Dian Meakin

Faculty Mentor

Natalie Cisneros, PhD

Faculty Editor

Serena Cosgrove, PhD

Student Editor

Emma Foster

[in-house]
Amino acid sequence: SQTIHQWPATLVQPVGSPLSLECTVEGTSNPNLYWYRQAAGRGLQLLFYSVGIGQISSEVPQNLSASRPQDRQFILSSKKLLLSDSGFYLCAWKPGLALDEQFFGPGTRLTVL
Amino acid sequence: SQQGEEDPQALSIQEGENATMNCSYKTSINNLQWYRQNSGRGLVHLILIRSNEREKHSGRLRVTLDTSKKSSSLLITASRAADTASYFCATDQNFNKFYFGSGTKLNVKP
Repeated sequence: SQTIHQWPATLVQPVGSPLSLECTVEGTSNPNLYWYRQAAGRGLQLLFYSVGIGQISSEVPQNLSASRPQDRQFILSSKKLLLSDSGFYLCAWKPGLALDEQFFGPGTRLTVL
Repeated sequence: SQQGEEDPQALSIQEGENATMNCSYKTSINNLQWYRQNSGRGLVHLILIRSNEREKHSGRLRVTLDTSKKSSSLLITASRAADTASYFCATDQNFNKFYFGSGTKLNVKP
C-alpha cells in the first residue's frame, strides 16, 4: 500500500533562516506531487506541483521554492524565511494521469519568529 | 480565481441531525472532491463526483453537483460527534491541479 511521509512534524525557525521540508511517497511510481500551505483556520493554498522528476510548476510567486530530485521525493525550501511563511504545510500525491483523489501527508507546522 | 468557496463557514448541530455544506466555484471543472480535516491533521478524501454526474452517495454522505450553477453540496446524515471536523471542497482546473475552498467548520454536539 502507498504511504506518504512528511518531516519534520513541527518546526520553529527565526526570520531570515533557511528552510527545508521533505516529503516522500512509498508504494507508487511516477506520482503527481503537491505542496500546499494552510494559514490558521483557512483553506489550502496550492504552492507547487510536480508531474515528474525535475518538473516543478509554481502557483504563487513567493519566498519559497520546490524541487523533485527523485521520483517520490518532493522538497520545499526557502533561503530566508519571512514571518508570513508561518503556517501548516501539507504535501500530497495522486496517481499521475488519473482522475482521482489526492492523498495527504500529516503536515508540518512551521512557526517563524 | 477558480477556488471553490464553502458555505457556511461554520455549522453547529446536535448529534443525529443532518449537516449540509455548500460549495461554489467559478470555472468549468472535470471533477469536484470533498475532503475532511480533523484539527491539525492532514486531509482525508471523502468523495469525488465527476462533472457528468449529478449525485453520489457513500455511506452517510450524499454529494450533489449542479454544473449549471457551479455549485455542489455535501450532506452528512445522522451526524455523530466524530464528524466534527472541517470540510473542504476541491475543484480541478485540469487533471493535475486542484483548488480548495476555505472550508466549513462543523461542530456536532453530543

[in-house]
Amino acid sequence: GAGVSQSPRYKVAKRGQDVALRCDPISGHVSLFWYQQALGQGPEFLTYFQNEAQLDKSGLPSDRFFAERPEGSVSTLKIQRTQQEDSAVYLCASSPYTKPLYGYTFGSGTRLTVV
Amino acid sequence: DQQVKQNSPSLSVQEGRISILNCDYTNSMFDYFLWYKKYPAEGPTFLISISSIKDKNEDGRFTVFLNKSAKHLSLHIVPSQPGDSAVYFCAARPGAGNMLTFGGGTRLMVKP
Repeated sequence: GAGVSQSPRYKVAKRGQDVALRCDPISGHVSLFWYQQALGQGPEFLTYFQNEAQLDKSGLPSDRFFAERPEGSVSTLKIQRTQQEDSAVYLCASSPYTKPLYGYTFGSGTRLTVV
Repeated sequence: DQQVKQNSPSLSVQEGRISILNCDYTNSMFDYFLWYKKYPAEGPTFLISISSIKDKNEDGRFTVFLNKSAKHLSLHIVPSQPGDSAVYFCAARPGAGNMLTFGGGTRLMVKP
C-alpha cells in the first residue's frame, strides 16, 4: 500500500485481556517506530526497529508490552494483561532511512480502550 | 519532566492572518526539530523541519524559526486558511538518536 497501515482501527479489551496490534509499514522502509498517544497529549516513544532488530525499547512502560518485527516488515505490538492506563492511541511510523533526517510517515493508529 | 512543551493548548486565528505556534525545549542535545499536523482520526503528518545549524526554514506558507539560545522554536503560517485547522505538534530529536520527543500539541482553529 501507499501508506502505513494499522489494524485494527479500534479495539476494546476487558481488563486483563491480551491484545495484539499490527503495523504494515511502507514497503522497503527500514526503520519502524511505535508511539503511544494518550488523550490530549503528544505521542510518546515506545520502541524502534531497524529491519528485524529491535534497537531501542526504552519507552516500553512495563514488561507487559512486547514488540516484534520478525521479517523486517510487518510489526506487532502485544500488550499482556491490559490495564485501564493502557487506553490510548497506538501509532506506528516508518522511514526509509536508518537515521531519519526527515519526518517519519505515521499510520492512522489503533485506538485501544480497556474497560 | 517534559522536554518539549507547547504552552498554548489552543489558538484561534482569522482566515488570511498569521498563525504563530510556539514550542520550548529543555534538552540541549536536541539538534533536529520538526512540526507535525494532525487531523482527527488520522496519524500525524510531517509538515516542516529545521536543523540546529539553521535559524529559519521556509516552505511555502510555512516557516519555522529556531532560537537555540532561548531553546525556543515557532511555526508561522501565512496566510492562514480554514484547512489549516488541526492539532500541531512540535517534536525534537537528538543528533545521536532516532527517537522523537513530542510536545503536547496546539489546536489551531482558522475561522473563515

This paper explores the intersection between American politics and the Black American experience. The exploration of this topic was inspired by critical race scholar and philosopher Dr. Cornel West. In his book Race Matters, West states that the essence of Black struggle in the United States is directly related to the generational effects of slavery. This concept has become more compelling given our current societal discourse concerning race relations in the United States. Branching off of this concept, this paper seeks to lay a foundation that connects the generational effects of slavery to the societal resistance toward reparations as a realistic path to equity. I argue that the predominantly white American government has long been working to maintain a systemic order of domination in an effort to thwart the rise of Black American belonging. I construct a concept called “Collective Love,” align it with the power of conceptual belonging, and unpack its relationship to equality. A look at Black American historical progress and the resulting political push-back is examined in relation to Collective Love. I argue that our inability to see remedies for gross civil rights deprivations as an all-encompassing public good keeps us from the greatness we profess as a nation. The constraints to and setbacks suffered by the Black American individual and culture are witnessed daily in America. But what would happen if we remedied the wrongs of our nation in a meaningful and lasting way? What would the possibilities of investing in our common human capital look like? Might we be able to face each other, to recognize our shared human potential? I will address our societal taboo against discussing reparations, and offer a new perspective for healing: free college for all Black Americans.